Wednesday 28 September 2016

'I'll probably go back to Tesco... and I'll be better paid too' - Three newly qualified gardai have quit force over low pay

Cathal McMahon

Published 22/03/2016 | 19:11

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Three newly qualified gardai have already resigned from the force due to low wages, a new survey has revealed.

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Officers have told this month's edition of the Garda Review that they have been “recruited into poverty”.

Over 24,000 people applied for the garda posts when they were announced in January 2014. But the Garda Representative Association (GRA) has revealed that three of the elite few who qualified from Templemore have already quit because they couldn't live on the wages.

The new officers have a starting wage of €23,171 - significantly less than their colleagues who qualified before the recruitment freeze.

Many more new members have also threatened to quit with one saying they would be better off "stacking shelves in Tesco".

GRA vice president Ciaran O’Neill  said: “The new question is now whether these members will remain within an Garda Siochana with many contending that the ‘two-tier’ pay structure has ‘recruited them into poverty’.

“From the new entrants, three have resigned so far. All are citing financial reasons, it is unprecedented. They have all gone to better-paid jobs.”

Read More:  Lack of resources helping dissidents, warn gardaí

GRA vice president Ciaran O’Neill
GRA vice president Ciaran O’Neill

Mr O’Neill, who regularly liaises with the new entrants who have joined An Garda Siochana since 2014, asked them to submit feedback of personal circumstances and financial pressure as a result of the low pay.

In total 685 recruits have qualified and a further 150 are in training at Templemore College in Tipperary.

The magazine carries 15 first person accounts of the daily struggles of a new recruit. The stories are anonymous to protect the identities of the gardai.

One 25-year-old officer told the magazine that he had applied for family income supplement from the Social Welfare “as we earn so little”.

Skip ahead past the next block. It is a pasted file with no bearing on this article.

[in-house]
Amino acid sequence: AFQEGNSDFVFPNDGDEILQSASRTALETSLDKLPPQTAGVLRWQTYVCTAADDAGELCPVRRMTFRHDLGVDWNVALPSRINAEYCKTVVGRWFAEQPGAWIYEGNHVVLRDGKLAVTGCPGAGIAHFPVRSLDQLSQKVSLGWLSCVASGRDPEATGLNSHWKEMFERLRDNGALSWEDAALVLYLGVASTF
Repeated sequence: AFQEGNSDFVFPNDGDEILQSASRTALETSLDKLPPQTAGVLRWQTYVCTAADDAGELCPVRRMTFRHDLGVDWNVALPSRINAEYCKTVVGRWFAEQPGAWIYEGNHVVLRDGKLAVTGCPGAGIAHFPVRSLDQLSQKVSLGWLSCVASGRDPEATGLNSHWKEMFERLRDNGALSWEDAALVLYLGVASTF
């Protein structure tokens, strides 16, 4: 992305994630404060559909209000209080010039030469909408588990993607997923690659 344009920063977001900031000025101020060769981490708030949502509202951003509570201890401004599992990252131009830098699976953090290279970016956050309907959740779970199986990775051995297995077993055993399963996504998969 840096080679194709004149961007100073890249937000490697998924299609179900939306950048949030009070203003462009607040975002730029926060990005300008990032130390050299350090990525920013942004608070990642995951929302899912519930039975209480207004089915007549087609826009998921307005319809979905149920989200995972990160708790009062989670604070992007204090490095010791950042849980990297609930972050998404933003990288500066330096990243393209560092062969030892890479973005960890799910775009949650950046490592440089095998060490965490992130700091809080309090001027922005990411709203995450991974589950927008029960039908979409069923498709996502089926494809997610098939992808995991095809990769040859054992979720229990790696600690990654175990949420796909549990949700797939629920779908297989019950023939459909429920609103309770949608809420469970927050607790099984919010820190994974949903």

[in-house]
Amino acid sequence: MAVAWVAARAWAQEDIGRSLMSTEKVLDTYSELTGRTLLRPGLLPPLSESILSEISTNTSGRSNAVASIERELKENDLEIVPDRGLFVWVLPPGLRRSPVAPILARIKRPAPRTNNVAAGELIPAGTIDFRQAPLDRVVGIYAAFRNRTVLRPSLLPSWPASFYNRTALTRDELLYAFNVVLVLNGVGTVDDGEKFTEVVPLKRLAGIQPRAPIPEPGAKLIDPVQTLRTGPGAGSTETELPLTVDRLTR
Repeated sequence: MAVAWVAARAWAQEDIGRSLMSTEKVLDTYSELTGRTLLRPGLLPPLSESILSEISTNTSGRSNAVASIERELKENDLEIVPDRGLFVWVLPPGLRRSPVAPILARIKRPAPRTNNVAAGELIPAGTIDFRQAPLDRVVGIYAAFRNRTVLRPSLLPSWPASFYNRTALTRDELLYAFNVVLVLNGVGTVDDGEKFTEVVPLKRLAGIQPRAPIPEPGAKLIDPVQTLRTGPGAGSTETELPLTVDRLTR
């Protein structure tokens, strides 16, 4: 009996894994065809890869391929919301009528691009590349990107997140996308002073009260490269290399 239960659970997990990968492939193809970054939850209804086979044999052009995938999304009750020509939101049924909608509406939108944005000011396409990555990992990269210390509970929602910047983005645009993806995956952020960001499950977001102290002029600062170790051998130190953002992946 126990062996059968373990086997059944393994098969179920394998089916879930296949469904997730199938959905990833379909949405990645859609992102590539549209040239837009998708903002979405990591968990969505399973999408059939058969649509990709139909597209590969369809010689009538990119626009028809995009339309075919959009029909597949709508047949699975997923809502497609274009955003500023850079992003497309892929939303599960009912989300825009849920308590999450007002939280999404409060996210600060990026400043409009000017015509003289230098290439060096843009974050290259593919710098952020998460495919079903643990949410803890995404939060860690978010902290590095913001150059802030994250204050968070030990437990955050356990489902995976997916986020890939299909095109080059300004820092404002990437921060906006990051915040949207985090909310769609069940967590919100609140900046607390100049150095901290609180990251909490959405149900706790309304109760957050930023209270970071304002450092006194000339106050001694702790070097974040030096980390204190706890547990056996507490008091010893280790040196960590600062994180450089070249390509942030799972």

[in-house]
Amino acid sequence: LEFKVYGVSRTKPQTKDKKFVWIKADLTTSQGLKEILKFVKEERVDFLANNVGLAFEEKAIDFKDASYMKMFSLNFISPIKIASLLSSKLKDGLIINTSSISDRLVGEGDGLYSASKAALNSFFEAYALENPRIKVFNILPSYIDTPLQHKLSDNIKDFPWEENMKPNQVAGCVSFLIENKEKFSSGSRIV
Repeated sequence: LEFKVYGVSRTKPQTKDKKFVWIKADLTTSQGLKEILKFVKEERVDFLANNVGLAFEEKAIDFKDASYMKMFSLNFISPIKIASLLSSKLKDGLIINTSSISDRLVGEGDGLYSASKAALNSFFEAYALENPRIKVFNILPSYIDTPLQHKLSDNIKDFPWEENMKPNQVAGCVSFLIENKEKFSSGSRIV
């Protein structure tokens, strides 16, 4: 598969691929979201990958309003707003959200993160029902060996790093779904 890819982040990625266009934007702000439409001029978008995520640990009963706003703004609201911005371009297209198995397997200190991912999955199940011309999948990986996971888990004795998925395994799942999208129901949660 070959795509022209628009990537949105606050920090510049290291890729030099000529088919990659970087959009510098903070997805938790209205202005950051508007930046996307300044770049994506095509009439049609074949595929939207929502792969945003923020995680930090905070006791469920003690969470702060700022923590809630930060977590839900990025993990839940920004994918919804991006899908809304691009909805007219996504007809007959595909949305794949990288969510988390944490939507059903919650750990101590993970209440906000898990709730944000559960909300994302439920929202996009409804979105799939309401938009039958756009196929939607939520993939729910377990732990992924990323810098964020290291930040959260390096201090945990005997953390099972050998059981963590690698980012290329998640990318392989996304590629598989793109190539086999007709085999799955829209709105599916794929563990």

“I cannot afford medical aid or any other health insurance, and we need some kind of insurance in this job.”

Another newly qualified officer told how he dreamed of being a garda for the majority of his life but is now considering leaving.

The Dublin based officer explained how he has been forced to live on just €100 a week for food and savings after paying all his bills.

“I may have to abandon my dream job and find another job due to the circumstances that have arisen from pay-scale, rent allowance and taxation issues.”

Many of the officers told how they were stationed many miles from their homes and now struggle to pay for transport.

One wrote: “I live in Clonmel and commute 220 km in total everyday to Wexford. It’s an hour and a half journey each way; so on top of a 10 hour shift I’m driving for three hours.

“This is costing over €100 per week in diesel which is a lot considering the wages we are on. Also being away from home for 13 hours a day means that during the six working days I barely see my son.”

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Another officer wrote: “On a daily basis I hear of their struggles in paying mortgages and how they do not earn enough for the dangers of the job. This makes me wonder is my life really worth €23,000 per year. Why should I stay in a job where saving money is more important than me going home at the end of the day?”

One officer explained that he will have no option but to quit if pay increments are frozen.

"It is despicable that I would be better off on the dole. On the positive side, I enjoy the job and I am proud that I have managed to help people who have been in despair on occasions.

The officer added: "It is rewarding when you make a difference to some people’s lives. It’s just sad now that I will probably have to go back to working in Tesco near home, stacking shelves and making very little difference to anyone - and unfortunately I’d be better off too.”

The garda press office declined to comment on the article.

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